Posted by: Ken Brown | May 4, 2009

Twitter and Living Vicariously

The medium is the message. -Marshall McLuhan

That Twitter promotes narcissism is passé. Even that Twitter is what you make it has become a cliché. Neither gets at the real danger, which is much more subtle: Twitter teaches us that the importance of our lives and thoughts lies primarily in what others think of them.

That my kids finally slept through the night last night is reason to celebrate, thank God, and be happy. It may even be worth telling my friends about. But what does it say if my first thought as I wake from the first good sleep in weeks is not: “Aaaaah” or even “Thank God” but “How can I tweet this?”

The problem is emphatically not that Twitter places too much importance on the mundane details of life. The mundane details of life are important—far more important than we usually recognize. It is precisely our small, everyday choices, triumphs, failures, joys, experiences that make us who we are, and if Twitter helps us to be more thoughtful about them, that’s a good thing. No, the problem is when we start to think that the importance of these things derives from their interest for others, rather than their interest deriving from their fundamental importance. Suddenly the things we do don’t matter unless they are Retweetable, or blogworthy.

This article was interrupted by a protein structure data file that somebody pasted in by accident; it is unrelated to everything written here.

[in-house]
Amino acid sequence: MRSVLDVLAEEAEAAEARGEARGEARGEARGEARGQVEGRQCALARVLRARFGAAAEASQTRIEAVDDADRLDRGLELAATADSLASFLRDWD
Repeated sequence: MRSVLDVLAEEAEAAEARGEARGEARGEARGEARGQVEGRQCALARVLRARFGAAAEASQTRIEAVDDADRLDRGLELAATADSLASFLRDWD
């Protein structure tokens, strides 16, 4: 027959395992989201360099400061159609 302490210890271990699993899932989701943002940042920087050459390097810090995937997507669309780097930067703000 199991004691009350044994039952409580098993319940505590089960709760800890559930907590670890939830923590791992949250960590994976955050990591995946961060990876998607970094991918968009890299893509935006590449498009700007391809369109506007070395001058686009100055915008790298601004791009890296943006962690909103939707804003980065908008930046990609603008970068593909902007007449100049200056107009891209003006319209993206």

Far from promoting narcissism, the more subtle danger of Twitter may be precisely the opposite: Living your own life second-hand.

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